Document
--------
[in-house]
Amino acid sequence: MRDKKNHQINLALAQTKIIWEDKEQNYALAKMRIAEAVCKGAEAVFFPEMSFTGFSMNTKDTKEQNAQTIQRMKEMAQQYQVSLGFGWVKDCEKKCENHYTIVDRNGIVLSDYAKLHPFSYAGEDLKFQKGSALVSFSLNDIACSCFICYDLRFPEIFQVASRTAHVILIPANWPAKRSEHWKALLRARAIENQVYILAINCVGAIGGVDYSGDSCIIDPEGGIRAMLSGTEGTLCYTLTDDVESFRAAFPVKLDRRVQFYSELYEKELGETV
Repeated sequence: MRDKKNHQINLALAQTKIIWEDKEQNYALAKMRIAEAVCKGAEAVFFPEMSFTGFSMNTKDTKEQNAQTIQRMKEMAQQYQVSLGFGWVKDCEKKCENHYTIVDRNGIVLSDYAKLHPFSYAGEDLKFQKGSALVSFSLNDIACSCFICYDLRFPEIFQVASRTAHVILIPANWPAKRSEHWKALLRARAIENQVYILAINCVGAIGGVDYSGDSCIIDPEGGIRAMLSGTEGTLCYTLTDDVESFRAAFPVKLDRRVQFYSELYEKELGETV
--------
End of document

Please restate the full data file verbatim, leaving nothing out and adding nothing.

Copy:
[in-house]
Amino acid sequence: MRDKKNHQINLALAQTKIIWEDKEQNYALAKMRIAEAVCKGAEAVFFPEMSFTGFSMNTKDTKEQNAQTIQRMKEMAQQYQVSLGFGWVKDCEKKCENHYTIVDRNGIVLSDYAKLHPFSYAGEDLKFQKGSALVSFSLNDIACSCFICYDLRFPEIFQVASRTAHVILIPANWPAKRSEHWKALLRARAIENQVYILAINCVGAIGGVDYSGDSCIIDPEGGIRAMLSGTEGTLCYTLTDDVESFRAAFPVKLDRRVQFYSELYEKELGETV
Repeated sequence: MRDKKNHQINLALAQTKIIWEDKEQNYALAKMRIAEAVCKGAEAVFFPEMSFTGFSMNTKDTKEQNAQTIQRMKEMAQQYQVSLGFGWVKDCEKKCENHYTIVDRNGIVLSDYAKLHPFSYAGEDLKFQKGSALVSFSLNDIACSCFICYDLRFPEIFQVASRTAHVILIPANWPAKRSEHWKALLRARAIENQVYILAINCVGAIGGVDYSGDSCIIDPEGGIRAMLSGTEGTLCYTLTDDVESFRAAFPVKLDRRVQFYSELYEKELGETV